translocation, neuroscience
Top 7 in Neuroscience
Edyta Zielinska | Nov 8, 2011
A snapshot of the most highly ranked articles in neuroscience and related areas, from Faculty of 1000
Neurosurgery Resident Plagiarized Research
Bob Grant | Nov 7, 2011
A physician doing a residency at the University of Virginia Medical Center was caught copying sections of text and an illustration in multiple NIH-funded papers.
Cigarette Smoking Leads to Coke?
Jef Akst | Nov 4, 2011
Nicotine may alter the brain’s response to cocaine, supporting the idea that the legal drug may serve as a "gateway" to the use of illegal substances.
New Genes, New Brain
Cristina Luiggi | Oct 19, 2011
A bevy of genes known to be active during human fetal and infant development first appeared at the same time that the prefrontal cortex—the area of the brain associated with human intelligence and personality—took shape in primates.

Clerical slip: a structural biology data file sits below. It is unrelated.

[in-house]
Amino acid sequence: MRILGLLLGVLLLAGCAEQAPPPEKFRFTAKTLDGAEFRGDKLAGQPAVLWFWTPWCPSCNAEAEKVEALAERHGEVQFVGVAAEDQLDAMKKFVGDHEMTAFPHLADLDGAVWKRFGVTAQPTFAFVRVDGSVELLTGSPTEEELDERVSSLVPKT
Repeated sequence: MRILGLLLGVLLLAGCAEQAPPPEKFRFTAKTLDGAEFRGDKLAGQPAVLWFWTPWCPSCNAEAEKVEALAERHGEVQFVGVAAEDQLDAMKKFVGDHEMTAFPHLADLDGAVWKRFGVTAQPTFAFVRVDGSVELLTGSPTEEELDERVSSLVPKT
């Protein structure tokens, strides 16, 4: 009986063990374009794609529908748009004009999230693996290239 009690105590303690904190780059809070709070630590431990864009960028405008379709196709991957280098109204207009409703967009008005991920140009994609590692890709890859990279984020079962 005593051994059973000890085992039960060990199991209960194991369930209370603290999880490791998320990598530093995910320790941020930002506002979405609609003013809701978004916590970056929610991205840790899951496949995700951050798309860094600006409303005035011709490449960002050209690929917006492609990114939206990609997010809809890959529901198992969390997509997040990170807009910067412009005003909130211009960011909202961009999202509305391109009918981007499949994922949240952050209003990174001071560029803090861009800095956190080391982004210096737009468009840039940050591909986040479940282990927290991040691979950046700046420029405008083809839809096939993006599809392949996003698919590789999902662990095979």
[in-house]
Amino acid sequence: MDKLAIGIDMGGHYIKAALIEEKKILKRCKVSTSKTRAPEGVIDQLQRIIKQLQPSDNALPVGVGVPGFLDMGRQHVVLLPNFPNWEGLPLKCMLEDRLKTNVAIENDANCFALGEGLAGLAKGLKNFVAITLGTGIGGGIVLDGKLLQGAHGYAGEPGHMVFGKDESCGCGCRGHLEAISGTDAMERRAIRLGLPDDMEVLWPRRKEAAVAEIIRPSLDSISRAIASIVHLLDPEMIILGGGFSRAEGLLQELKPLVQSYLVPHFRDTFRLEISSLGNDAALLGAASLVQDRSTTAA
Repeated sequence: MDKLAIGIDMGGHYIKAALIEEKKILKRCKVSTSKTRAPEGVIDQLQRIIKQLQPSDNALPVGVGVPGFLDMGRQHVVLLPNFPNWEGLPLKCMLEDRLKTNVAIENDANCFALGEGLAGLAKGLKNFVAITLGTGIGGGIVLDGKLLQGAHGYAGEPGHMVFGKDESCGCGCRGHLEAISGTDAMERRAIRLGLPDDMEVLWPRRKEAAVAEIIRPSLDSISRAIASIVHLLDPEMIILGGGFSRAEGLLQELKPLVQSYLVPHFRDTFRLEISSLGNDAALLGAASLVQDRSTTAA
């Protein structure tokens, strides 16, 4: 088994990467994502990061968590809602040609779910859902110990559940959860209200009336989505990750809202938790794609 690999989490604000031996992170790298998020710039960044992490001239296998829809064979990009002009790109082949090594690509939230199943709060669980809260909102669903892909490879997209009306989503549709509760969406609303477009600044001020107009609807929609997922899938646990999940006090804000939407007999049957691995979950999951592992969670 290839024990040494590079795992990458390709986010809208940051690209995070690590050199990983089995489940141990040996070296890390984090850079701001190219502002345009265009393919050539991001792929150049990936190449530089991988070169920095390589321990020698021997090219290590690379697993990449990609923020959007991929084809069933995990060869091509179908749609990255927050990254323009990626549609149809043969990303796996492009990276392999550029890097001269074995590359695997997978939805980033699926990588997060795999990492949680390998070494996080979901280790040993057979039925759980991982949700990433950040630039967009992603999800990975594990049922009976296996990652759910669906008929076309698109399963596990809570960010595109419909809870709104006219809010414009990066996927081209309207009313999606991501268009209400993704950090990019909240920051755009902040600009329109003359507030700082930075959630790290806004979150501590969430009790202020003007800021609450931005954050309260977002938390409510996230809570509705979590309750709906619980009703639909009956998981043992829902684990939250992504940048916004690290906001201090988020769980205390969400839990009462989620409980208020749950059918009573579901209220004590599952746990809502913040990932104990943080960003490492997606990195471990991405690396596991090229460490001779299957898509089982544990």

Next Generation: Microfluidics for the Dish
Kerry Grens | Oct 4, 2011
A new device for directing fluids is designed to deliver chemical cues directly to petri dishes without disturbing cells.
Neuroscience
Edyta Zeilinska | Oct 1, 2011
Read about beginnings of neuroscience through the eyes of Nobel Prize winner Eric Kandel, and how researchers today envision the future of the field.
A Not-So-Short Circuit?
Edyta Zielinska | Oct 1, 2011
As neuroscientists look to the future of their field, they are beginning to delve into more complex factors that define our emotions and intentions.
. . . And Many Happy Returns
Mary Beth Aberlin | Oct 1, 2011
To the great scientific leaps witnessed during our first 25 years, and the game changers yet to come.
Interview: Speaking of Memory
Edyta Zielinska | Oct 1, 2011
Considered a renegade by his peers, Nobel Prize-winner Eric Kandel used a simple model to probe the neural circuitry of memory.
Book Excerpt from Future Science: Essays From the Cutting Edge
Darlene Francis and Daniela Kaufer | Oct 1, 2011
In an essay entitled "Nurture, Nature, and the Stress That is Life," neurobiologists Darlene Francis and Daniela Kaufer envision a future where science moves past the nature vs. nurture debate in considering differences in human behavioral responses to stress.